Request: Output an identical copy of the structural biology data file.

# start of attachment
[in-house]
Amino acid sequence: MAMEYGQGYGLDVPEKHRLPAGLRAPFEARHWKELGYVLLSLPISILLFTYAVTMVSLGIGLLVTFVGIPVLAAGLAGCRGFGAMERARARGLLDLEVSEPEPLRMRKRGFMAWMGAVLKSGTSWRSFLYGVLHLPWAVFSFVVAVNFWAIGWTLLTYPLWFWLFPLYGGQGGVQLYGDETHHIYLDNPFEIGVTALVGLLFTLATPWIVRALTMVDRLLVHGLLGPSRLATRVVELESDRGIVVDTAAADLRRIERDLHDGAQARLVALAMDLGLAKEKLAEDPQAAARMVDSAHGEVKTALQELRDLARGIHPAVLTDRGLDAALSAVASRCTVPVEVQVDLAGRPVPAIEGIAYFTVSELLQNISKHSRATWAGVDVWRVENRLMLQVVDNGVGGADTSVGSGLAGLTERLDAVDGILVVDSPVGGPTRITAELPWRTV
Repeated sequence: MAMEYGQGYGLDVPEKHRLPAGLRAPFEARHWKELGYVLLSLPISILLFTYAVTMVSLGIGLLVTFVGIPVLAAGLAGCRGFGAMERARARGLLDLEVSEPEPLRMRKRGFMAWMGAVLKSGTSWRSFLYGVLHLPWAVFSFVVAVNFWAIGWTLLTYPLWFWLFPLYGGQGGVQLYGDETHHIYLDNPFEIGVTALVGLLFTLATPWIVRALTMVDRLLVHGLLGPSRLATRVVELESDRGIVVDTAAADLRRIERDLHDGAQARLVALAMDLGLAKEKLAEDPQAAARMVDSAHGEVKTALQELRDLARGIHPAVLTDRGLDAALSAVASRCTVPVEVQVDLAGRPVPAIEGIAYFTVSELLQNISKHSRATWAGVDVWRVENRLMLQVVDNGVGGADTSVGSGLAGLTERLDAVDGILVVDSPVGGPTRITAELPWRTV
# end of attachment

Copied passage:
[in-house]
Amino acid sequence: MAMEYGQGYGLDVPEKHRLPAGLRAPFEARHWKELGYVLLSLPISILLFTYAVTMVSLGIGLLVTFVGIPVLAAGLAGCRGFGAMERARARGLLDLEVSEPEPLRMRKRGFMAWMGAVLKSGTSWRSFLYGVLHLPWAVFSFVVAVNFWAIGWTLLTYPLWFWLFPLYGGQGGVQLYGDETHHIYLDNPFEIGVTALVGLLFTLATPWIVRALTMVDRLLVHGLLGPSRLATRVVELESDRGIVVDTAAADLRRIERDLHDGAQARLVALAMDLGLAKEKLAEDPQAAARMVDSAHGEVKTALQELRDLARGIHPAVLTDRGLDAALSAVASRCTVPVEVQVDLAGRPVPAIEGIAYFTVSELLQNISKHSRATWAGVDVWRVENRLMLQVVDNGVGGADTSVGSGLAGLTERLDAVDGILVVDSPVGGPTRITAELPWRTV
Repeated sequence: MAMEYGQGYGLDVPEKHRLPAGLRAPFEARHWKELGYVLLSLPISILLFTYAVTMVSLGIGLLVTFVGIPVLAAGLAGCRGFGAMERARARGLLDLEVSEPEPLRMRKRGFMAWMGAVLKSGTSWRSFLYGVLHLPWAVFSFVVAVNFWAIGWTLLTYPLWFWLFPLYGGQGGVQLYGDETHHIYLDNPFEIGVTALVGLLFTLATPWIVRALTMVDRLLVHGLLGPSRLATRVVELESDRGIVVDTAAADLRRIERDLHDGAQARLVALAMDLGLAKEKLAEDPQAAARMVDSAHGEVKTALQELRDLARGIHPAVLTDRGLDAALSAVASRCTVPVEVQVDLAGRPVPAIEGIAYFTVSELLQNISKHSRATWAGVDVWRVENRLMLQVVDNGVGGADTSVGSGLAGLTERLDAVDGILVVDSPVGGPTRITAELPWRTV